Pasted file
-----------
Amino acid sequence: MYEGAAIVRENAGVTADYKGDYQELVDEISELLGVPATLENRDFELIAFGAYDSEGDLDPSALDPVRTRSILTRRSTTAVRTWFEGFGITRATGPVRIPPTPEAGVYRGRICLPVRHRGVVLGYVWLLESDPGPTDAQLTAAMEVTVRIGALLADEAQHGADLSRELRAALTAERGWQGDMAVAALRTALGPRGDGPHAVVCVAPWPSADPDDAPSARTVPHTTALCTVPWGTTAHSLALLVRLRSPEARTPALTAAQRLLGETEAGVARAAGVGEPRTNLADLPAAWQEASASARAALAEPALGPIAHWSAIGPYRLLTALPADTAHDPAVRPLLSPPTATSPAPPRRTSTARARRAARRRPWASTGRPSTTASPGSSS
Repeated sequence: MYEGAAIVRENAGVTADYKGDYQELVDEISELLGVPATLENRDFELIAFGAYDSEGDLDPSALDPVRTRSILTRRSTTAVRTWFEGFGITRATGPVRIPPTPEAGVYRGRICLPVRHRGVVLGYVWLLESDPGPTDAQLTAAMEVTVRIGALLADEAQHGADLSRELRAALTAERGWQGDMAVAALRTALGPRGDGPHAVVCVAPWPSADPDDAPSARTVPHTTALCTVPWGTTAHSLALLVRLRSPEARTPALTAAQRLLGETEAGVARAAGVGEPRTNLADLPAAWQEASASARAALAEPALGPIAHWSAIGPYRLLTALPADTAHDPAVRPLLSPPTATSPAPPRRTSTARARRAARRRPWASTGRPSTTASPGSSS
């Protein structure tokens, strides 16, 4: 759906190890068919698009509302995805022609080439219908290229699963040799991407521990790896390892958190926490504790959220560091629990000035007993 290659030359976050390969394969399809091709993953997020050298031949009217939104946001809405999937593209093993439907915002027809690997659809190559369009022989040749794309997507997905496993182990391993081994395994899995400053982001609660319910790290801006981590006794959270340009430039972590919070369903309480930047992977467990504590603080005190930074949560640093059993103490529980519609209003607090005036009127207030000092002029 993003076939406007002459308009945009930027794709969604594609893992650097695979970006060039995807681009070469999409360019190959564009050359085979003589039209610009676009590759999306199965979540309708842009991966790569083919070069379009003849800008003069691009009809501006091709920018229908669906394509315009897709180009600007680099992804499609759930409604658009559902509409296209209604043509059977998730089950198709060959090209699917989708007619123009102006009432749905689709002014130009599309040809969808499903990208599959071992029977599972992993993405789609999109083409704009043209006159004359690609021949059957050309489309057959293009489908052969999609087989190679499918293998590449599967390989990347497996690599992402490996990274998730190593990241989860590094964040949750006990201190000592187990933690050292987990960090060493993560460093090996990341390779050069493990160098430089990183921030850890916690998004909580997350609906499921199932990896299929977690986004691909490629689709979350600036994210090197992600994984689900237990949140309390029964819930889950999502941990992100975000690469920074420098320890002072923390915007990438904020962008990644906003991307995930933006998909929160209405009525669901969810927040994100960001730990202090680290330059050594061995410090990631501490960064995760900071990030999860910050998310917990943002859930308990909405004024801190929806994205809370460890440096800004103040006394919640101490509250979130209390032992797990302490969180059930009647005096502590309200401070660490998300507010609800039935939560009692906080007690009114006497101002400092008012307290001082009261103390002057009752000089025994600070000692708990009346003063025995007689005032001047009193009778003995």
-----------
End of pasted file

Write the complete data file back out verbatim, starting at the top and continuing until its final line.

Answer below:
Amino acid sequence: MYEGAAIVRENAGVTADYKGDYQELVDEISELLGVPATLENRDFELIAFGAYDSEGDLDPSALDPVRTRSILTRRSTTAVRTWFEGFGITRATGPVRIPPTPEAGVYRGRICLPVRHRGVVLGYVWLLESDPGPTDAQLTAAMEVTVRIGALLADEAQHGADLSRELRAALTAERGWQGDMAVAALRTALGPRGDGPHAVVCVAPWPSADPDDAPSARTVPHTTALCTVPWGTTAHSLALLVRLRSPEARTPALTAAQRLLGETEAGVARAAGVGEPRTNLADLPAAWQEASASARAALAEPALGPIAHWSAIGPYRLLTALPADTAHDPAVRPLLSPPTATSPAPPRRTSTARARRAARRRPWASTGRPSTTASPGSSS
Repeated sequence: MYEGAAIVRENAGVTADYKGDYQELVDEISELLGVPATLENRDFELIAFGAYDSEGDLDPSALDPVRTRSILTRRSTTAVRTWFEGFGITRATGPVRIPPTPEAGVYRGRICLPVRHRGVVLGYVWLLESDPGPTDAQLTAAMEVTVRIGALLADEAQHGADLSRELRAALTAERGWQGDMAVAALRTALGPRGDGPHAVVCVAPWPSADPDDAPSARTVPHTTALCTVPWGTTAHSLALLVRLRSPEARTPALTAAQRLLGETEAGVARAAGVGEPRTNLADLPAAWQEASASARAALAEPALGPIAHWSAIGPYRLLTALPADTAHDPAVRPLLSPPTATSPAPPRRTSTARARRAARRRPWASTGRPSTTASPGSSS
């Protein structure tokens, strides 16, 4: 759906190890068919698009509302995805022609080439219908290229699963040799991407521990790896390892958190926490504790959220560091629990000035007993 290659030359976050390969394969399809091709993953997020050298031949009217939104946001809405999937593209093993439907915002027809690997659809190559369009022989040749794309997507997905496993182990391993081994395994899995400053982001609660319910790290801006981590006794959270340009430039972590919070369903309480930047992977467990504590603080005190930074949560640093059993103490529980519609209003607090005036009127207030000092002029 993003076939406007002459308009945009930027794709969604594609893992650097695979970006060039995807681009070469999409360019190959564009050359085979003589039209610009676009590759999306199965979540309708842009991966790569083919070069379009003849800008003069691009009809501006091709920018229908669906394509315009897709180009600007680099992804499609759930409604658009559902509409296209209604043509059977998730089950198709060959090209699917989708007619123009102006009432749905689709002014130009599309040809969808499903990208599959071992029977599972992993993405789609999109083409704009043209006159004359690609021949059957050309489309057959293009489908052969999609087989190679499918293998590449599967390989990347497996690599992402490996990274998730190593990241989860590094964040949750006990201190000592187990933690050292987990960090060493993560460093090996990341390779050069493990160098430089990183921030850890916690998004909580997350609906499921199932990896299929977690986004691909490629689709979350600036994210090197992600994984689900237990949140309390029964819930889950999502941990992100975000690469920074420098320890002072923390915007990438904020962008990644906003991307995930933006998909929160209405009525669901969810927040994100960001730990202090680290330059050594061995410090990631501490960064995760900071990030999860910050998310917990943002859930308990909405004024801190929806994205809370460890440096800004103040006394919640101490509250979130209390032992797990302490969180059930009647005096502590309200401070660490998300507010609800039935939560009692906080007690009114006497101002400092008012307290001082009261103390002057009752000089025994600070000692708990009346003063025995007689005032001047009193009778003995």